Big Pharma pushes ‘virgin vaccination’
Merck, the company that manufactures the human papillomavirus (HPV) vaccine Gardasil, has an interesting approach to selling the product. You may have seen the television commercials — young women asserting that they will be “one less” girl infected with HPV or cervical cancer.
Merck’s latest campaign outdoes itself. The target for this vaccine, meant to protect women from a sexually transmitted disease, is girls that Merck recommends receiving the shot as young as 9 years old. They call it the “virgin vaccination program.”
Young girls are not the company’s only target. Originally the vaccine was advertised for women ages 11 to 26, but as the drug proves itself profitable, Merck seeks a larger market. Merck recommends that young boys also receive the vaccine to ensure they will not become carriers of the HPV virus. And the company is currently advocating for the vaccination of older women as well.
The vaccine is marketed as “the only cervical cancer vaccine that helps protect against four types of human papillomavirus: two types that cause 70 percent of cervical cancer cases and two more types that cause 90 percent of genital warts cases.”
However, recently, Dr. Diane Harper, the lead researcher for the creation of Gardasil, spoke out against the vaccine, calling it “unnecessary.”
Of HPV infections, she says 90 percent run their own course, without medication, within two years of receiving the infection. Of the 10 percent of women who continue to carry the virus after that period of time, only half will see the virus develop into cervical cancer.
This is not to make light of the 5 percent of women who do develop cervical cancer, and Harper claims that there is “little need for the vaccine” because of the established prevention and early detection protocols. Pap smears and other basic screenings, when employed as intended depending on your age and health, can detect cervical cancer in women, and once detected, it is a treatable disease.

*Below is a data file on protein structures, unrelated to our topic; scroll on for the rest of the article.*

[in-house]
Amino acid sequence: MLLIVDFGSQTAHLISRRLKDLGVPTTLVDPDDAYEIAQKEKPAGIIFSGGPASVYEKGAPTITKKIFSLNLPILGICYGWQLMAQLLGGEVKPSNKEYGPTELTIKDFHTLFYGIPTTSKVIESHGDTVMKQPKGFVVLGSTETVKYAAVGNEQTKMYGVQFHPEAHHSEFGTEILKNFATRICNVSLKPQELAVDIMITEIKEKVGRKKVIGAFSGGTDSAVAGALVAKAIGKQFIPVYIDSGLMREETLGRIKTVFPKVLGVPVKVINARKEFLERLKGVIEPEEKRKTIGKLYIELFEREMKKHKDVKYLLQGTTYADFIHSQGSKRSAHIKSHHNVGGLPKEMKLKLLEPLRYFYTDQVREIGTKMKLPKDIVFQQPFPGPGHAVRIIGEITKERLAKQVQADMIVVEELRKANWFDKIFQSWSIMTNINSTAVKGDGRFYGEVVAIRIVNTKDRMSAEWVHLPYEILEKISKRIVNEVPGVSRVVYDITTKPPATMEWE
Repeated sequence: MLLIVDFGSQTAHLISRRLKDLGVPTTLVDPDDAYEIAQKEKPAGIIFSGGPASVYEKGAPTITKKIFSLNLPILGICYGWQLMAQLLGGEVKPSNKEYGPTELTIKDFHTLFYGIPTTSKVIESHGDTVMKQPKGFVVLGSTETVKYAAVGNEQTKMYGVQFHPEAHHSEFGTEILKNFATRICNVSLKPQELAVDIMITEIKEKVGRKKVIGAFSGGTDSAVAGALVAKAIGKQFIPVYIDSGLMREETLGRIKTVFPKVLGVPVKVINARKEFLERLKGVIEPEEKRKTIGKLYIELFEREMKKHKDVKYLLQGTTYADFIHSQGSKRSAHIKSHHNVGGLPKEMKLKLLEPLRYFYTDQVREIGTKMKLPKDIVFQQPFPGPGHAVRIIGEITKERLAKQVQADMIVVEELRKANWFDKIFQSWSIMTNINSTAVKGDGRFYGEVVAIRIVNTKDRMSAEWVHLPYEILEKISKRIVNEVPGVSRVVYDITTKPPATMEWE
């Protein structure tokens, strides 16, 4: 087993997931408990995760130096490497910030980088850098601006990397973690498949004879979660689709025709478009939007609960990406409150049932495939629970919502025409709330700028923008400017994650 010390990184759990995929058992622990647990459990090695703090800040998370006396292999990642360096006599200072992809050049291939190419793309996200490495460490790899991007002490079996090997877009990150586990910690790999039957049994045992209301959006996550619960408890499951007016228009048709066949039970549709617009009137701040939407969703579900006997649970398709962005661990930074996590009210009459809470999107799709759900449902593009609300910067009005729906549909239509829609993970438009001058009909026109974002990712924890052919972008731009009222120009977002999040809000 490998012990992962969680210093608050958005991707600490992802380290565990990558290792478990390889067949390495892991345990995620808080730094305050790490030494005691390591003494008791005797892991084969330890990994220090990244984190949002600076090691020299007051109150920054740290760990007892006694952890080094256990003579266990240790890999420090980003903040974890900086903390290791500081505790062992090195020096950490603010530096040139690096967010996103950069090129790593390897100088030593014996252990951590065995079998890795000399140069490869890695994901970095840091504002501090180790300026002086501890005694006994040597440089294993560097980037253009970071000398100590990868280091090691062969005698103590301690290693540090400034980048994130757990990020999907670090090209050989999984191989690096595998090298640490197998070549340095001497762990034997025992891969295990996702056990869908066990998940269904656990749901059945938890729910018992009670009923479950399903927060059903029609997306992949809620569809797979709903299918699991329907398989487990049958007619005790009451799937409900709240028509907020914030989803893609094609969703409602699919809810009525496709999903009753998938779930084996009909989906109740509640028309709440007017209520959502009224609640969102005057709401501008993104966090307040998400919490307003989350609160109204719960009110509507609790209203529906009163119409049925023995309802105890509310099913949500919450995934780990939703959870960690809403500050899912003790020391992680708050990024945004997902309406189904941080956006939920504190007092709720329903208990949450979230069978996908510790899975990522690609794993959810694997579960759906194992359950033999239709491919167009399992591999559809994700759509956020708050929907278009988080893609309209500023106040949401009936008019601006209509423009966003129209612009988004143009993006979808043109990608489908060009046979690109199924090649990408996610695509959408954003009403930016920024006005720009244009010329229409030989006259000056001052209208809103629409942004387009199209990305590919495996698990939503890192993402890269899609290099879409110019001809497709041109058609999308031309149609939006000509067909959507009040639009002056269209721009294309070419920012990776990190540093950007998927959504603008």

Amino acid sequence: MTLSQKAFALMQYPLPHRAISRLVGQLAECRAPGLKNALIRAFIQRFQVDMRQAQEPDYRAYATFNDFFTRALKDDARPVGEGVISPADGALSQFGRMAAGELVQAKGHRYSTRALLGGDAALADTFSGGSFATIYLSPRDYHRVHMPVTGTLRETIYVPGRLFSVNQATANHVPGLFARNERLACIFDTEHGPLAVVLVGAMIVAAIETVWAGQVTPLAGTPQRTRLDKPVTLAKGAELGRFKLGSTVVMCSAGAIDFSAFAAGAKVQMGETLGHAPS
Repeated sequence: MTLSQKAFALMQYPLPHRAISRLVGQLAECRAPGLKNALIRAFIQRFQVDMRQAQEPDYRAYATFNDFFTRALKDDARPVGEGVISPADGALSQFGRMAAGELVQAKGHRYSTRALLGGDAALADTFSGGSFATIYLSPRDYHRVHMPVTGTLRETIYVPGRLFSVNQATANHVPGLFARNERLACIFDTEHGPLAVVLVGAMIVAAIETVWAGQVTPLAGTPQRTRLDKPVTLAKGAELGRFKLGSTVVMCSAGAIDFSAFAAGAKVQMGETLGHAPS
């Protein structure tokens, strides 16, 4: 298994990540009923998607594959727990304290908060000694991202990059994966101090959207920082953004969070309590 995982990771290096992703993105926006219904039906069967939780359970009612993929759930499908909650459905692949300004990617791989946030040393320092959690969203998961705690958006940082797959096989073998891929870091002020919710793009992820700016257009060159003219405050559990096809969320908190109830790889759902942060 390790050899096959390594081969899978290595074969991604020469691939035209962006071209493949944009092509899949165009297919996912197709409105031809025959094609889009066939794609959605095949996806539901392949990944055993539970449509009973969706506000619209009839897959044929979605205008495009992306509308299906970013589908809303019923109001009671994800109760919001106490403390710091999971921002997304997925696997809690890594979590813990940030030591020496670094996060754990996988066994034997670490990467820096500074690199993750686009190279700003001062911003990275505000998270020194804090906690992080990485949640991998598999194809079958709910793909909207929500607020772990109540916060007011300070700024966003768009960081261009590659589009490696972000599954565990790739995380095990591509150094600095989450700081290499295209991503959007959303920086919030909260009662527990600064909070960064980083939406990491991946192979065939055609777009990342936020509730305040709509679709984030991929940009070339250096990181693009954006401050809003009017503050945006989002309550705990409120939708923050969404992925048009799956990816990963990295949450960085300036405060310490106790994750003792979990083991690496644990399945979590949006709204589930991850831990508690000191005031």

Still, a vaccination for cancer seems like a smart option for women. Mothers and their daughters are told in the doctor’s office that it is better to be safe and protected than sorry later on. They are not informed of the drug’s side effects, which are receiving little attention from physicians or the media.
The side effects that Gardasil warns against are headache, fever, nausea, dizziness, vomiting and fainting. In addition, the Vaccine Adverse Event Reporting System (VAERS) has received more than 18,000 reports of various additional side effects connected to the vaccine. The side effects include the development of lupus, seizures, blood clots, brain inflammation, heart problem, paralysis and potentially, death. As of June 22, 2011, VAERS reported 68 deaths thought to be associated with receiving the Gardasil vaccination, 32 confirmed.
Mothers and daughters alike have been suffering the side effects of this vaccination, but these are consequences you’ve likely not heard of. You’ve seen the commercials on television, but the tragic stories are hidden from consumers.
And little girls polluting their bodies with this vaccine may not even be protected from HPV. The drug was released in 2006, and its effects have yet to be tracked beyond the five years it has been on the market. New studies are emerging, suggesting the vaccine may wear off after five to seven years.
Dr. Harper suggests to consumers, “The rate of serious adverse events is greater than the incidence rate of cervical cancer.” But this is not what young girls and their parents are told at the doctor’s office. This vaccine is pushed on them to the point where it’s hardly an option, simply expected.
The safest action parents and young women can take is to be informed of both the benefits and the risks of the vaccine before they say “yes” to their physicians. And for little children, a vaccine is not what is necessary to protect against HPV and other sexually transmitted diseases. Open dialogue about sex and proper sex education can do more to protect your child than any vaccine.
But Merck is not selling safe sex or contraceptives, it is selling a product. And America’s sons and daughters are suffering the consequences.
Sage Hahn is a recent graduate of Northwestern Regional High School in Winsted. She is attending Bennington College in Vermont and has worked as an intern in Winsted’s Office of the Community Lawyer.